## Income Elasticity of Demand

Our final lesson on elasticities will examine the responsiveness of consumers of a good to a change in their own incomes. The lesson introduces the formula for YED, gives an example of how to calculate YED for both a normal good and an inferior good and explains the different possible values of the YED coefficient.

## Cross Price Elasticity of Demand (XED) and its Determinants

This lesson introduces the concept of cross price elasticity of demand, or the responsiveness of consumers of one good to a change in the price of a related good. We’ll outline the formula, walk through a couple of examples, interpret the results and discuss what factors determine the cross price elasticity of demand between two goods.

## Price Elasticity of Supply and its Determinants

This lesson introduces the concept of price elasticity of supply, including the formula, calculating PES, and an explanation of the determinants of PES. The responsiveness of producers of two goods, cotton and blue jeans, are illustrated as an example of how PES may vary for different goods.

## Linear Supply Equations – Shifts in Supply

In the last lesson you learned how to derive a supply equation from a supply schedule or curve. In this lesson you’ll learn how to find the price-intercept of supply and learn what could cause a change in the ‘c’ and the ‘d’ variables in the supply equation and what impact this will have on a good’s supply curve.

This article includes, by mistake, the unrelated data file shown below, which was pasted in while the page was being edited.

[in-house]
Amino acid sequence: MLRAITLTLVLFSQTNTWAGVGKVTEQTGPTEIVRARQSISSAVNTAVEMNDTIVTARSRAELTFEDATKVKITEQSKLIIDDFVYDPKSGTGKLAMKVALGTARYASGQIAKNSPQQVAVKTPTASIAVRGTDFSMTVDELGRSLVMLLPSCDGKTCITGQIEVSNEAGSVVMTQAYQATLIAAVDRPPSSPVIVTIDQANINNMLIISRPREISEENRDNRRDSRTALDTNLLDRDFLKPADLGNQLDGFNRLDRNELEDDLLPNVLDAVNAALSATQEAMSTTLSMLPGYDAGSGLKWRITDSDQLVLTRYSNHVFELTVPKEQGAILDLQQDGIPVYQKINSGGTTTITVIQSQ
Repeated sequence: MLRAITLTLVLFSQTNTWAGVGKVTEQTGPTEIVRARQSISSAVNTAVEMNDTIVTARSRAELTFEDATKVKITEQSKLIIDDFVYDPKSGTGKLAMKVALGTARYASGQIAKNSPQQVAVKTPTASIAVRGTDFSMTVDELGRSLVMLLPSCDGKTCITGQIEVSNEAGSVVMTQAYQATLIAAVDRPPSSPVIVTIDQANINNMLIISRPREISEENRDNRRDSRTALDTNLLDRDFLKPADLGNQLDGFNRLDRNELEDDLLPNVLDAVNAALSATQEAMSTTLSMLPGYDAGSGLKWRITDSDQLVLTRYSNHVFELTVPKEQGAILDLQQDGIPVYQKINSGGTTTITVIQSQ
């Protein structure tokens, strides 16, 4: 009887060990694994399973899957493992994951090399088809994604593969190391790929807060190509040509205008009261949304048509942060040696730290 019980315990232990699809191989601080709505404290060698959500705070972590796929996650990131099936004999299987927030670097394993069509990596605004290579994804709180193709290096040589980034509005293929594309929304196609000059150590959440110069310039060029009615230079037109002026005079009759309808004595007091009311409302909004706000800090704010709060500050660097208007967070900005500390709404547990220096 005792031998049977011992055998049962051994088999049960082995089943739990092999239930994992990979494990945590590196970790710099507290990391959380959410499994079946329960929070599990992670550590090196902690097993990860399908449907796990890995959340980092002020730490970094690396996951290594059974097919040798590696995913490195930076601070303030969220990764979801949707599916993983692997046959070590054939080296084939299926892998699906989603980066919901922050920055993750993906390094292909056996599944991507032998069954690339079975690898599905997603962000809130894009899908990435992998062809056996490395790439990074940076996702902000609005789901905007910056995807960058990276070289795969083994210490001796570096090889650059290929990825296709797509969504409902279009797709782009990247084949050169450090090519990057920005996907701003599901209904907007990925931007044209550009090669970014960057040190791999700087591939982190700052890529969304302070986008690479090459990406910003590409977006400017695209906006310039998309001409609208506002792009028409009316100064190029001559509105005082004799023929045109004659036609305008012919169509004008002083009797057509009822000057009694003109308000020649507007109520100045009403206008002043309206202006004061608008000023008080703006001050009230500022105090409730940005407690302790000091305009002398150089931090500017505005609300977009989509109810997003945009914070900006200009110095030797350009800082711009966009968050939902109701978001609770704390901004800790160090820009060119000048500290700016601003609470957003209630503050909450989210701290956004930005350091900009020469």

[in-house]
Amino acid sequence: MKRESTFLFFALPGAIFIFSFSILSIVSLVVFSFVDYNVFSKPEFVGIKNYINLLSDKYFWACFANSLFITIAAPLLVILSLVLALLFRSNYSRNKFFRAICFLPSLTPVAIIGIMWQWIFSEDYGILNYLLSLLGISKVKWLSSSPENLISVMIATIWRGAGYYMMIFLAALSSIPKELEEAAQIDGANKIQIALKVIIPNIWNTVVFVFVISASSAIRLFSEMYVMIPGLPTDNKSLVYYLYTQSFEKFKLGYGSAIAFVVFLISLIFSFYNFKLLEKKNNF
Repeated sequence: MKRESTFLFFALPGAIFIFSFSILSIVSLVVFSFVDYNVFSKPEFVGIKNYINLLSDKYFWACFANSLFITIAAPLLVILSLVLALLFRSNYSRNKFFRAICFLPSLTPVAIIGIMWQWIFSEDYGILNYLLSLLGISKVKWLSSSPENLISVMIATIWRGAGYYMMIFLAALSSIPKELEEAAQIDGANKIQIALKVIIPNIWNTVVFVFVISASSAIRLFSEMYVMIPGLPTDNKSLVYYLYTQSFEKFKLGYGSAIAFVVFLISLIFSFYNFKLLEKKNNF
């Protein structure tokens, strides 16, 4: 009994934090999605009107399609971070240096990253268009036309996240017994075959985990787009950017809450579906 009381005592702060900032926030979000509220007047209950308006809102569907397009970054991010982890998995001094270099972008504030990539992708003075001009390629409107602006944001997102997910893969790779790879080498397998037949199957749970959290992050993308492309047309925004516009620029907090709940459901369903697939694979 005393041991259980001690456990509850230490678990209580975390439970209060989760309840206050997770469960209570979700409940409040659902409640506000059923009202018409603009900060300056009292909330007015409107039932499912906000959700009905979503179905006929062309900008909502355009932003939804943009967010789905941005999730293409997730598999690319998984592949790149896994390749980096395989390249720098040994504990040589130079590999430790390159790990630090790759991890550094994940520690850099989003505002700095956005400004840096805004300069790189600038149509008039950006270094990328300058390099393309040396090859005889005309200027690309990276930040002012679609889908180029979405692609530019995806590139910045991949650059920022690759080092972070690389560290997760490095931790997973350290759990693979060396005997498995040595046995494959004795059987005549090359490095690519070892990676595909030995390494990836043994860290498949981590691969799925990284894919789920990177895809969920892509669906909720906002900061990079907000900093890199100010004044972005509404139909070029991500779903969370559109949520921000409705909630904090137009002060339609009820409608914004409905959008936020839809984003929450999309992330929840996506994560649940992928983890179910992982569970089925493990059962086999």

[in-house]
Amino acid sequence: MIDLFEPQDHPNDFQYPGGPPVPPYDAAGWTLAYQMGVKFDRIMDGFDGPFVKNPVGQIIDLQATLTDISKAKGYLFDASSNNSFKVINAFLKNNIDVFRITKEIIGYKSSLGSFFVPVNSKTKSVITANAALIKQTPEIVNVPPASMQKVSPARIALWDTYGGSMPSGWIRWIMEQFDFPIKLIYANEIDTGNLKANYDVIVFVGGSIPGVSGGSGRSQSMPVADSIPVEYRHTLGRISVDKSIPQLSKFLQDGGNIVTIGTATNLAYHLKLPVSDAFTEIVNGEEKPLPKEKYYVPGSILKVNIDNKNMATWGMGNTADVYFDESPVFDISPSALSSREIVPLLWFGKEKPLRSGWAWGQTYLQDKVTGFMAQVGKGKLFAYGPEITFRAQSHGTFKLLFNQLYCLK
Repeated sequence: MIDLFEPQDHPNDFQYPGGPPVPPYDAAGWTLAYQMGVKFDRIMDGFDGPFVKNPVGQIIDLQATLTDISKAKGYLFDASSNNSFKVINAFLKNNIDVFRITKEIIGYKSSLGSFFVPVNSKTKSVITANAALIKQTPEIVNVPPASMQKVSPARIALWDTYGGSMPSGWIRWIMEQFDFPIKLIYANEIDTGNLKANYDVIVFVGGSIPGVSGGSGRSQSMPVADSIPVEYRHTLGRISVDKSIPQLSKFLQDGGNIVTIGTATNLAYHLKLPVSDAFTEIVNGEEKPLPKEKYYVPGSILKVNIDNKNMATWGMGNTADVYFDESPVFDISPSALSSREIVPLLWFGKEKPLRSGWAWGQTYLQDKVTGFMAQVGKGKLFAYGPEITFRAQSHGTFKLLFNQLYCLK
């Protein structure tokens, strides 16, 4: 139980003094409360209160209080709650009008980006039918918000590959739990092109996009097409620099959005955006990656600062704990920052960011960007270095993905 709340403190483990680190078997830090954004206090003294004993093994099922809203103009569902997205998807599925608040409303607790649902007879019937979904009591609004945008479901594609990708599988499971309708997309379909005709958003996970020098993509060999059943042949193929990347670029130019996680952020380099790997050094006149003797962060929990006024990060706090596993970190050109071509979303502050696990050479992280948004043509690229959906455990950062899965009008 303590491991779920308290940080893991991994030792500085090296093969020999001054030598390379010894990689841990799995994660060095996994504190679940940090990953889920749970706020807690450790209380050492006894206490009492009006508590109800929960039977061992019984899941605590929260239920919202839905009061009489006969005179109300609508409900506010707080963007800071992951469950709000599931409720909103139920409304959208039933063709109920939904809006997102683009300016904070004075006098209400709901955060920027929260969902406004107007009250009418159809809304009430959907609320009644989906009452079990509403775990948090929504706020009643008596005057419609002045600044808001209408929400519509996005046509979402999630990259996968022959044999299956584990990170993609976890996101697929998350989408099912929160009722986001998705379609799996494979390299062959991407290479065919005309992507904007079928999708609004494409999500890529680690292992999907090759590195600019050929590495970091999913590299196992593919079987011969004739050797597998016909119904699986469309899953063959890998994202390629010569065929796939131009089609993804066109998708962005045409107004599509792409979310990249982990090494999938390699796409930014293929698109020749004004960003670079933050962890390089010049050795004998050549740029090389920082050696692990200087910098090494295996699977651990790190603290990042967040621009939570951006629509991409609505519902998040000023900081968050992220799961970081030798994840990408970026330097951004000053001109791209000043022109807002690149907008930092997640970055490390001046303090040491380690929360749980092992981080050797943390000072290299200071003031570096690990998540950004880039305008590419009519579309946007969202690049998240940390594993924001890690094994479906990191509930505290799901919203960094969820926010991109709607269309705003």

## Calculating the area of Deadweight Loss welfare loss in a Linear Demand and Supply model

Once you’ve learned how to calculate the areas of consumer and producer surplus on a graph when the market is in equilibrium, the next question is how so we determine the loss of total welfare when a market is out of equilibrium. This lesson shows how to find the changes in CS and PS when the price is not at the free market equilibrium and thereby determine how much welfare loss arises from a disequilibrium.

## Consumer Surplus and Producer Surplus

The additional benefits enjoyed by consumers pay less than they are willing to pay and by producers who sell for a price higher than they are willing to sell for are known as consumer and producer surplus. Together they make up the “total welfare” of a market. This lesson introduces and explains these concepts, important for understanding what makes the market system effective at meeting society’s wants and needs.

## Market Equilibrium, Disequilibrium and Allocative Efficiency

What does it mean for a market to be in “equilibrium”? This lesson puts demand and supply (introduced in previous lessons) together to determine what makes a market efficient or inefficient.

## Why does Supply slope upwards? (The law of increasing opportunity cost and supply)

In a previous lesson we introduced the law of supply and the determinants of supply, but we never clearly explained WHY there is a direct relationship between price and quantity supplied. In this lesson we will connect the law of supply to a law introduced in an earlier lesson on the PPC and the Law of Increasing Opportunity Costs.